When I wrote my first novel Poppy Day, I couldn’t have predicted the way people would fall in love with Dot, Poppy’s Nan. This funny, lively lady, living her latter years in a nursing home under the fog of dementia, struck a chord with many. Her precious moments of lucidity and sage advice were valued as much by Poppy as they were my readers who, like myself, have experience of this cruel disease.
Dot often rambled about the unlikely and imaginary, which was sometimes amusing and often sad. But it got me thinking, what if in some of her garbled stories lay a kernel of truth? What if her ramblings actually revealed some of her inner most secrets, experiences that she would take to her grave, but that continued to haunt her nonetheless?
I wanted to show that Dot and people like her were not always the people they had become. I wanted the world to see Dot at eighteen, full of life, spark and hope – just like us. And with this idea in my head, Clover’s Child was born.
Set in London in 1961, it charts the tale of Dot Simpson, an ordinary working-class East End girl who dreams within her horizon and likes a laugh and a fag with her mate. Dot could not have imagined how, on one rainy Friday night with Etta James’ ‘At Last’ playing in the background, her life would be turned upside down.
Dot meets and falls for Solomon Arbuthnott, a West Indian boy. The two embark on a passionate, magical love affair and plan for a future together in the sunshine. But this is 1961, and Dot’s family is horrified at the idea of their daughter dating a black man. Solomon’s family is wealthy and powerful, and they are equally against the union. Marrying a poor white girl is far far from what they have planned for their only son.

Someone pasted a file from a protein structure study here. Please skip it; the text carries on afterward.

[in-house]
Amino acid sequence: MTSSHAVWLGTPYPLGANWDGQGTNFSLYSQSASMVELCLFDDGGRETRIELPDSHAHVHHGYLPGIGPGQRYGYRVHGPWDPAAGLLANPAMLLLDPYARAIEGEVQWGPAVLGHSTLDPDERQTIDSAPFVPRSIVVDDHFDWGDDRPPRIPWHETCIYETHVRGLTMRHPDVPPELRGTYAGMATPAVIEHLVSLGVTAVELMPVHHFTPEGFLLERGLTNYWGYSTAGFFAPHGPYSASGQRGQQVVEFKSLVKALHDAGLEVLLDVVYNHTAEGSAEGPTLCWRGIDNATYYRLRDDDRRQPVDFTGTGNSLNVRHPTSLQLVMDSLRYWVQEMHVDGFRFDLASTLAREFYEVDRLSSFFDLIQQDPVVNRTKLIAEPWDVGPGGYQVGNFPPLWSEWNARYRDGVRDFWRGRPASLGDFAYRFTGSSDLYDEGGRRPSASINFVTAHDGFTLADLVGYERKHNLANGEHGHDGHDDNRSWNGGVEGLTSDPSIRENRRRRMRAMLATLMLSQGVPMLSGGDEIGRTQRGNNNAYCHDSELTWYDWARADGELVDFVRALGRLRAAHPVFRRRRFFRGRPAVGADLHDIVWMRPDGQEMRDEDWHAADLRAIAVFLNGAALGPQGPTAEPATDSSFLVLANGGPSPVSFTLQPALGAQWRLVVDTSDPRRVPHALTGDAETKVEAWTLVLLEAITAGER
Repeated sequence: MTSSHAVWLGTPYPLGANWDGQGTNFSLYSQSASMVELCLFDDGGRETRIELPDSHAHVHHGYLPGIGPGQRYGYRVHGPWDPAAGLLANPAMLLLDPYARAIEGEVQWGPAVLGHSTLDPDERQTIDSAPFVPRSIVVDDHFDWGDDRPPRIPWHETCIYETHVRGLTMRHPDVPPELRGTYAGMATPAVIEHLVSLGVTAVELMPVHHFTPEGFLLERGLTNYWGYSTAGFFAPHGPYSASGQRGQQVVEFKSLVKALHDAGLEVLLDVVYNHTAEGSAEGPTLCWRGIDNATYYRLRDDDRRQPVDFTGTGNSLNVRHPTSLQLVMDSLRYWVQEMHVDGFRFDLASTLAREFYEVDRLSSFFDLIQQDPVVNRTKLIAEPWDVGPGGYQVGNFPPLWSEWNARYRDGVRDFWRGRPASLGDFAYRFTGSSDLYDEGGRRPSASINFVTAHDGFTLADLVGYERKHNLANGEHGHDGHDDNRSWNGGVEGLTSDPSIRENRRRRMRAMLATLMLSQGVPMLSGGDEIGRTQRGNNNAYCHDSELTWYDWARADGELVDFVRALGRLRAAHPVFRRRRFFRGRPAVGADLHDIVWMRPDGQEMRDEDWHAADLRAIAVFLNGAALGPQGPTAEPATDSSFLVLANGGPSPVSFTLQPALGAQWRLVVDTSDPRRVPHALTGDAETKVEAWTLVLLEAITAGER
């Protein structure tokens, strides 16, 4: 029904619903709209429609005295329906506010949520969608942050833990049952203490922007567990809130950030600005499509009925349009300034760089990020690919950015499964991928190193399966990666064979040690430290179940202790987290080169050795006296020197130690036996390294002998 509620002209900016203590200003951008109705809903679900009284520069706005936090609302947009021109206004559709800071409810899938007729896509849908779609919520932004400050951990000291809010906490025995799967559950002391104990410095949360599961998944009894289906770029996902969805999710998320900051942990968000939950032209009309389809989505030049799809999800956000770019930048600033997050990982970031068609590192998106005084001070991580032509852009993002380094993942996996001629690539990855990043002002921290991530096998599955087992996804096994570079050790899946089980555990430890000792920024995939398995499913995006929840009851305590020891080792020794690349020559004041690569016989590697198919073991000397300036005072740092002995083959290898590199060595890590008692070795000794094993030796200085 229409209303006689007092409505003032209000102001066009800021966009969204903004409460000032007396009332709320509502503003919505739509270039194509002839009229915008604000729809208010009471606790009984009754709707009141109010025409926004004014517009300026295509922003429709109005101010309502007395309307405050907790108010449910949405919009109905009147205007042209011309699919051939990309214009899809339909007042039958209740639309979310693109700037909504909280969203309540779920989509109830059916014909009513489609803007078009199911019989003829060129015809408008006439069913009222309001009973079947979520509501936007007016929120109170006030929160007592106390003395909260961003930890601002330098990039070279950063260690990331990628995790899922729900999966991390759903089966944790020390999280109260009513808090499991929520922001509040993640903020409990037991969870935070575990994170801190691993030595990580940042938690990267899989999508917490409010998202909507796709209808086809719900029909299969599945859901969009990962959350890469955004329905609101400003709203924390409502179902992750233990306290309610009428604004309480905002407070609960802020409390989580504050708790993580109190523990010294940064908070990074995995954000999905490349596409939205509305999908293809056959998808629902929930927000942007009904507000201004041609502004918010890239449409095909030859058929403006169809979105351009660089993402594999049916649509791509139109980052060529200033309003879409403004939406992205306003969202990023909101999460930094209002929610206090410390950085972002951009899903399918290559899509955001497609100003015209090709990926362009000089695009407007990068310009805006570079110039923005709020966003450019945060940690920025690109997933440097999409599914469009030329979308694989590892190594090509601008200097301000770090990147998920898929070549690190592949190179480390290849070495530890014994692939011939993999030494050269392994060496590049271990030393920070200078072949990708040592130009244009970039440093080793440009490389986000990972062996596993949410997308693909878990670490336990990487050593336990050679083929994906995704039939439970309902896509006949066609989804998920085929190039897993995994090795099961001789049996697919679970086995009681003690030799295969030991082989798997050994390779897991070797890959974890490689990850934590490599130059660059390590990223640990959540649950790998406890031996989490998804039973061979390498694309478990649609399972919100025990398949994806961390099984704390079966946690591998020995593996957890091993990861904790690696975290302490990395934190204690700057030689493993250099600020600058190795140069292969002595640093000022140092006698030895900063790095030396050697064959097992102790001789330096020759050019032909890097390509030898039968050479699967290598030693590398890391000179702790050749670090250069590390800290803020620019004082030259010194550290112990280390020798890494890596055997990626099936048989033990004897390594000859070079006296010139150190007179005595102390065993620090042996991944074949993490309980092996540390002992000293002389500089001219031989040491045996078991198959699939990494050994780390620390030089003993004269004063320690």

The families conspire to rip the two lovers apart with devastating consequences. The relationship lasts only a matter of months, but the shockwaves of it will be felt decades later. Dot and Sol’s love affair shaped the people that they would become.
I would like to share with you a reader’s response to Clover’s Child that moved me profoundly:
‘I was young, working-class, unmarried and pregnant in the early sixties. It was like reading my own story. Amanda Prowse has harnessed the tone and language that, sadly, was the norm. The racism still rings in my ears nearly five decades later. It wasn’t like it is today, people were often badly educated, poor and with no hope of escape. I have read and re-read Clover’s Child and it sits by my bedside.’ Sue